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Moscow Patriarchate slams Ukrainian Catholic 'Uniates' for "meddling" in politics and taking a pro-West stance

by Nina Achmatova
3/26/2014
http://www.asianews.it/news-en/Moscow-Patriarchate-slams-Ukrainian-Catholic-'Uniates'-for-meddling-in-politics-and-taking-a-pro-West-stance-30662.html

Metropolitan Hilarion, head of the Department for External Church Relations, slams Catholic Archbishop Sviatoslav Shevchuk of Kyiv for his positions. He also says he asked the Holy See for explanations. Diplomacy is faltering over the religious divisions.


Moscow (AsiaNews) - The Moscow Patriarchate strongly condemned the Greek-Catholic (Uniate) Church in Ukraine for "meddling" in politics, in the current crisis in the country. For its part, Russia continues to accuse the Ukraine of "religious intolerance," a charge the latter sharply rejects, noting instead how all religious denominations have come together to oppose violence and express support for Europe.

For Metropolitan Hilarion, head of the Synodal Department for External Church Relations of the Moscow Patriarchate, Sviatoslav Shevchuk, major archbishop of the Ukrainian Greek Catholic Church, and his predecessor, Lubomyr Husar, took a "very clear position from the beginning of the civil conflict, which grew unfortunately into an armed bloody conflict".

In his view, the Uniates not only advocated integration with Europe, "but even called for Western countries to intervene more decisively in the situation in Ukraine."

Speaking on The Church and the world, a programme on the Russia-24 TV channel, Hilarion also noted that "Archbishop Sviatoslav Shevchuk and [. . .] Filaret (Denisenko) even went to the United States, [. . .] to the State Department and asked for US intervention in Ukrainian affairs."

Excommunicated by the Moscow Patriarchate, Filaret is the head of the breakaway Ukrainian Orthodox Church-Kyiv Patriarchate.

In early February, Archbishop Shevchuk spoke before the US Congress. On that occasion, he said that the Ukraine situation transcended politics and asked for US mediation to resolve the crisis.

Conversely, for Hilarion, the Greek-Catholic Church is a major obstacle in relations between the Moscow Patriarchate and the Holy See.

The Orthodox, he said, have always perceived the Uniates in a very negative light, "as a special project by the Catholic Church," because "they dress like Orthodox, follow Orthodox rituals, but are in fact Catholic," which gives them and the Vatican a certain leeway.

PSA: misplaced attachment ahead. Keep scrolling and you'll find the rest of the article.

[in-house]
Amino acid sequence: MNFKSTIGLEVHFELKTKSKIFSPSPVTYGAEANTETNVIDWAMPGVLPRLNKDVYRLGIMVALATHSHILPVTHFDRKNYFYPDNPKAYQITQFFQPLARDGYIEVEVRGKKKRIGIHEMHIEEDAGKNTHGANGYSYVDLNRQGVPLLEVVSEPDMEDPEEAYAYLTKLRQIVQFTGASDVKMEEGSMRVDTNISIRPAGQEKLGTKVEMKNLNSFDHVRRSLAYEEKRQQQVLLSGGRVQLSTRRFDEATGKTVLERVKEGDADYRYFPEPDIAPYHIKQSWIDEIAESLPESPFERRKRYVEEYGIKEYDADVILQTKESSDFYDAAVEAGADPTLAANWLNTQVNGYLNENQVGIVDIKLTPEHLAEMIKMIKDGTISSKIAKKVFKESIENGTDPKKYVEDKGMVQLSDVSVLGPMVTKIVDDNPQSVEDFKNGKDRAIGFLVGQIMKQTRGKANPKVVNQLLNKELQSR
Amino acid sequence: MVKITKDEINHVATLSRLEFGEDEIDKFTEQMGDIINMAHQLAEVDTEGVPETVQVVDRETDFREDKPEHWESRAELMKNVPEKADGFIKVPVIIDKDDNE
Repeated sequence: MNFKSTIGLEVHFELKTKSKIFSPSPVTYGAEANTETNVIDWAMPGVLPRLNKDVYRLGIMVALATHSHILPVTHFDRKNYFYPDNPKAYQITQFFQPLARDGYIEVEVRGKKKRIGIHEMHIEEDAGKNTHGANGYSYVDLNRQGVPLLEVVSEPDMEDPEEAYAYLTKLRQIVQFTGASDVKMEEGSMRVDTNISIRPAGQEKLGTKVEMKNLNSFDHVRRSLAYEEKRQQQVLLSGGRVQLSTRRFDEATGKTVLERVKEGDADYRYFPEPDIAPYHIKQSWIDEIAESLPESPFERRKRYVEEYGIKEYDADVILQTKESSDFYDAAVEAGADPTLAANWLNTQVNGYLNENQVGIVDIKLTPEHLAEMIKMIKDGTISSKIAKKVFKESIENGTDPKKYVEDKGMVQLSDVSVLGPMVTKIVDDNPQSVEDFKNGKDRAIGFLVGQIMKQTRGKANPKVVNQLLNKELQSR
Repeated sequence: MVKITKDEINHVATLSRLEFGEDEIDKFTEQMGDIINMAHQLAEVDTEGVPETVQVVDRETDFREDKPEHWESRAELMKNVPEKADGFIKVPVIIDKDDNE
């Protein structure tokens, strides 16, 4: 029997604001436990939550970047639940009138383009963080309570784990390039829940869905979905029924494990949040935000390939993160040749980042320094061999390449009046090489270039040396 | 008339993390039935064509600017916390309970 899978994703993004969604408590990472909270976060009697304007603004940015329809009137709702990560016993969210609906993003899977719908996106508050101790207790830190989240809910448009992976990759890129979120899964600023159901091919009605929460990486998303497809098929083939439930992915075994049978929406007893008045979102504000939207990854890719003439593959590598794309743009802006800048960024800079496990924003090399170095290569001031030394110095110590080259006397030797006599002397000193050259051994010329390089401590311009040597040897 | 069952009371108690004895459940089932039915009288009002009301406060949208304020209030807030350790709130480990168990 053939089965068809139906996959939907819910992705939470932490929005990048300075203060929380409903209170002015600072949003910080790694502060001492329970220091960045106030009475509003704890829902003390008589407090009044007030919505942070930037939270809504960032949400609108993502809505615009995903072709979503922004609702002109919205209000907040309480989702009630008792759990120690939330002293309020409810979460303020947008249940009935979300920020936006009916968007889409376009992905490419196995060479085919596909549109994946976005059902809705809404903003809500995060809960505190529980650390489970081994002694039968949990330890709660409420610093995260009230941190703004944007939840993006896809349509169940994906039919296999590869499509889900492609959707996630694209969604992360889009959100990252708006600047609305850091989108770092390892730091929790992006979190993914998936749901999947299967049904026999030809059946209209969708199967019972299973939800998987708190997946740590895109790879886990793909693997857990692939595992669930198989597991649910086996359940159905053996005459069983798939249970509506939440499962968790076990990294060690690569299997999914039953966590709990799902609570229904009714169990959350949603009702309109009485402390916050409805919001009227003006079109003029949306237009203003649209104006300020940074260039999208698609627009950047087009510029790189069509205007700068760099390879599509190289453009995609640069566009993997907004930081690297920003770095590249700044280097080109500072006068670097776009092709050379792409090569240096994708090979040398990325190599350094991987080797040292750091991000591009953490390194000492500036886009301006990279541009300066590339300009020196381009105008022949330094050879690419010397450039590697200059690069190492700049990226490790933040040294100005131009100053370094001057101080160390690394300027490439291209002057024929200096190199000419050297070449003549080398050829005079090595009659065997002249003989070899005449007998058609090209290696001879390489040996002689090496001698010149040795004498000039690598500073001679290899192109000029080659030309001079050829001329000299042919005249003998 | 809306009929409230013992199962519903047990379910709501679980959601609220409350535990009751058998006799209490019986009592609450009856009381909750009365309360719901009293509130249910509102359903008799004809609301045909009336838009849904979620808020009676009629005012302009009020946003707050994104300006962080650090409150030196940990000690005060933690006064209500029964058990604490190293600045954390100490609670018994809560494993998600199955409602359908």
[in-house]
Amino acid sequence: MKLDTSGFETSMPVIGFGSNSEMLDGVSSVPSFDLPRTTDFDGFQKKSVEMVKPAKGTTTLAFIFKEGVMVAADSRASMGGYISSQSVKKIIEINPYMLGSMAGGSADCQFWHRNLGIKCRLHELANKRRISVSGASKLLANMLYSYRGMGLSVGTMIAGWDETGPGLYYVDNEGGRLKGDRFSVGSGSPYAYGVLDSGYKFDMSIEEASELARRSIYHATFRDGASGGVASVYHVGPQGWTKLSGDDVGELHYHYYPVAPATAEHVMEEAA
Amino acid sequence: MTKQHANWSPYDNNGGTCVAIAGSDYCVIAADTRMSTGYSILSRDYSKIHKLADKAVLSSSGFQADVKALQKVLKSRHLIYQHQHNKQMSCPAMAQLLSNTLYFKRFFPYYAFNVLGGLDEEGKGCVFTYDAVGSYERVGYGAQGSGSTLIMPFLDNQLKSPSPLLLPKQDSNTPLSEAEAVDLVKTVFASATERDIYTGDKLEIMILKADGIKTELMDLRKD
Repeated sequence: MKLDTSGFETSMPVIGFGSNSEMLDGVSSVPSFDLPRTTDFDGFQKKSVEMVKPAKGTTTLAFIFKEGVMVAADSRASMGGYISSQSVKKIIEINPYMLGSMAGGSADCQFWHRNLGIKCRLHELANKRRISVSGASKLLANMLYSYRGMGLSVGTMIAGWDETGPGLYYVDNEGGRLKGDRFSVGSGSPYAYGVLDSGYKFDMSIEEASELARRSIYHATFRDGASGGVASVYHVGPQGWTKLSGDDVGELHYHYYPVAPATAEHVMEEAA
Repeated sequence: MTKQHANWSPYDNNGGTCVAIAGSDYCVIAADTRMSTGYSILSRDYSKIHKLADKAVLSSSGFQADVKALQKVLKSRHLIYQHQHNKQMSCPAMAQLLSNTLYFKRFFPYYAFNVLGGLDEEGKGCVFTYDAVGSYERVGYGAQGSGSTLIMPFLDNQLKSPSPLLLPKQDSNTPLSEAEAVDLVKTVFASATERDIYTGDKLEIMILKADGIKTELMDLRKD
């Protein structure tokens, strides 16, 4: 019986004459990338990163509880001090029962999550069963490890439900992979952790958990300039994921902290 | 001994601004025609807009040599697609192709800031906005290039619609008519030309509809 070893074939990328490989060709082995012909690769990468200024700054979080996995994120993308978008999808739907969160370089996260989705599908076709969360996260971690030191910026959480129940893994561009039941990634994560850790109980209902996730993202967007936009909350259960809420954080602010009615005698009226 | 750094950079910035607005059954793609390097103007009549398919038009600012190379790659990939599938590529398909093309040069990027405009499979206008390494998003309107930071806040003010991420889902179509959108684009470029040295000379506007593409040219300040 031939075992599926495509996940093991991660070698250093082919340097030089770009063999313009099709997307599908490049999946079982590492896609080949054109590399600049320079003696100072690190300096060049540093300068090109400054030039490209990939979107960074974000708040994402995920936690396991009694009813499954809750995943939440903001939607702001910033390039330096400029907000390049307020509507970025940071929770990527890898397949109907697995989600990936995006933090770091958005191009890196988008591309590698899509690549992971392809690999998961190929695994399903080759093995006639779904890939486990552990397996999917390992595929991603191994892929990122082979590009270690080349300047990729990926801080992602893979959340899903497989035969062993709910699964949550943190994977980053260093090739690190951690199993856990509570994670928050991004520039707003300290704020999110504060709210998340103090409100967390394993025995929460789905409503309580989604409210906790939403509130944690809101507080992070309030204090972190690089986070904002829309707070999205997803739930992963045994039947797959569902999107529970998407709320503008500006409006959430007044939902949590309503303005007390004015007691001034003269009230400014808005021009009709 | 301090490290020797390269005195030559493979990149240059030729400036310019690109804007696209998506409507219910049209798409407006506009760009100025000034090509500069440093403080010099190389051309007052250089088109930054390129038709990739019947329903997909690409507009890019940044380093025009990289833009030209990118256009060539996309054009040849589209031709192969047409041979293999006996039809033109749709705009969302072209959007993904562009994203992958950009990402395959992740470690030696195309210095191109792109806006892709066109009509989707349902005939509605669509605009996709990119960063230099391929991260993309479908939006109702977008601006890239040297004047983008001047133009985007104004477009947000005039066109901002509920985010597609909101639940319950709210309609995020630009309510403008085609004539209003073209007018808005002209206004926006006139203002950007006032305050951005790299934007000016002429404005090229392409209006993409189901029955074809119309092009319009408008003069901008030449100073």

When he asked a Catholic official for an explanation about the show of support from the Greek-Catholic Church for the breakaway Orthodox Church, the only answer Hilarion said he got was "We do not control them."

For his part, Shevchuk, who recently met with Pope Francis, bemoans the disappearances of people in Ukraine, who were "abducted and tortured" by the Berkut, the special police in the government of ousted president Yanukovych.

Moscow and Kyiv also continue to trade barbs over religion. The Ukrainian Ministry of Culture has rejected Russian accusations of "religious intolerance" with regards to alleged threats and seizure of parishes that are under the jurisdiction of the Moscow Patriarchate in Ukraine.

According to the ministry's Religious Affairs Department, no such actions have taken place. On the contrary, during protests at Maiden (Independence) Square, "all the churches, including the Ukrainian Orthodox Church," came out to defend the people and show their support for a pro-European orientation in the country's development.

Likewise, Kyiv has denied claims by the Moscow Patriarchate and the Russian government that the country is in a civil war.

Instead, Russia continues to be under diplomatic pressure to avoid a wider Ukrainian crisis, following its annexation of the Crimea.

In fact, US President Barack Obama is in Brussels for a summit with EU leaders Barroso and Van Rompuy to discuss possible new sanctions.

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This historical back and forth, coming from both Moscow and yes, Rome , was a significant factor in causing at least a third of Rusyn immigrants to the United states to entirely abandon Eastern Christianity during the twentieth century.

My grandfather's generation was frustrated and disheartened; hence the slogan, " Ani do Rim, ani do Moskvi! (neither to Rome nor to Moscow!)"

Moscow brings unclean hands to the debate by virtue of Orthodoxy' s post world war two complicity in the communist inspired attempt to liquidate the Greek Catholic faith and force state managed Orthodoxy on the people. Why would they think it would work in 2014 any more than in 1950?

History does repeat itself.

Beware, Protestant missionaries are salivating over Eastern Christianity's penchant to self destruct. They already have a strong foothold in Ukraine.

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The censorship on Byzantine Forum is alive and well.

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I'm not sure what Pavloosh's comment about censorship refers to. anyone care to enlighten me?

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Bless, Otche Nastoiatele!

Pavloosh's earlier, rather vociferous and vituperant, post in response to the article above, was deleted.